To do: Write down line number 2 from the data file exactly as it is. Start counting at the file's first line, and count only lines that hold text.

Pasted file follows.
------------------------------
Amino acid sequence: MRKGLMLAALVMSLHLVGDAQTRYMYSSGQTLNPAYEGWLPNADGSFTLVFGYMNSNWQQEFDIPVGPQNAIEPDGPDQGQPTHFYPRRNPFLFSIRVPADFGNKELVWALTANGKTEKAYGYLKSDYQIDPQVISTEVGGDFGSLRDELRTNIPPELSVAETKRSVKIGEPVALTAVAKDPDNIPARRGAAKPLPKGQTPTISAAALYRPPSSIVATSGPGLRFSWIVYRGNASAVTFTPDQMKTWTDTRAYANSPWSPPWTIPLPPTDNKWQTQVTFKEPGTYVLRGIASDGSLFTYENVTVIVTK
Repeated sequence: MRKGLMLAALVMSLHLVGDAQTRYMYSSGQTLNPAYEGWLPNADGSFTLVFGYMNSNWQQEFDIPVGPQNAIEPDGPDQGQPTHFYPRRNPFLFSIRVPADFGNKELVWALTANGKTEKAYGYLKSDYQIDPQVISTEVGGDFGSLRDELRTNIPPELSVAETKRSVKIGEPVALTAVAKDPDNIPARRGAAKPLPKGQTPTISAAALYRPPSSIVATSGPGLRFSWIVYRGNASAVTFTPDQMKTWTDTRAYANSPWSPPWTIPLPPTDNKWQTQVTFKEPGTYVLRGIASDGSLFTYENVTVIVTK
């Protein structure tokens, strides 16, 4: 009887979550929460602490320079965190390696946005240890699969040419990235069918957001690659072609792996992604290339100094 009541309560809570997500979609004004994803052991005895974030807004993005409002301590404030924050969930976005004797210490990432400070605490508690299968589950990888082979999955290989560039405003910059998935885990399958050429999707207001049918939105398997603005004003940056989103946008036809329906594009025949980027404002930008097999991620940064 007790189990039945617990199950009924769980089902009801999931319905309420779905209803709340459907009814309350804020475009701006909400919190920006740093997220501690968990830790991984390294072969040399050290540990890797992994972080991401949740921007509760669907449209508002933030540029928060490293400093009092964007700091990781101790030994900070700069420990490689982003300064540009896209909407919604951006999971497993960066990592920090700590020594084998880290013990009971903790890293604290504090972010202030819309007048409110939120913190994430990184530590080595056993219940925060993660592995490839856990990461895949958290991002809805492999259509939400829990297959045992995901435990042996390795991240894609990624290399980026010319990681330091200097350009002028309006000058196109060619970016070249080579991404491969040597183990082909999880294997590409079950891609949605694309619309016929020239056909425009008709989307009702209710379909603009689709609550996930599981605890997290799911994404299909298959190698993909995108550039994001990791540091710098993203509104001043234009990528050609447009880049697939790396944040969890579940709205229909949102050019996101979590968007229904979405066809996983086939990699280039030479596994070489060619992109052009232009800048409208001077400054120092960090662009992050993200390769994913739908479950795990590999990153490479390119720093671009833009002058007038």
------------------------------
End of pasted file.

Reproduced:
Repeated sequence: MRKGLMLAALVMSLHLVGDAQTRYMYSSGQTLNPAYEGWLPNADGSFTLVFGYMNSNWQQEFDIPVGPQNAIEPDGPDQGQPTHFYPRRNPFLFSIRVPADFGNKELVWALTANGKTEKAYGYLKSDYQIDPQVISTEVGGDFGSLRDELRTNIPPELSVAETKRSVKIGEPVALTAVAKDPDNIPARRGAAKPLPKGQTPTISAAALYRPPSSIVATSGPGLRFSWIVYRGNASAVTFTPDQMKTWTDTRAYANSPWSPPWTIPLPPTDNKWQTQVTFKEPGTYVLRGIASDGSLFTYENVTVIVTK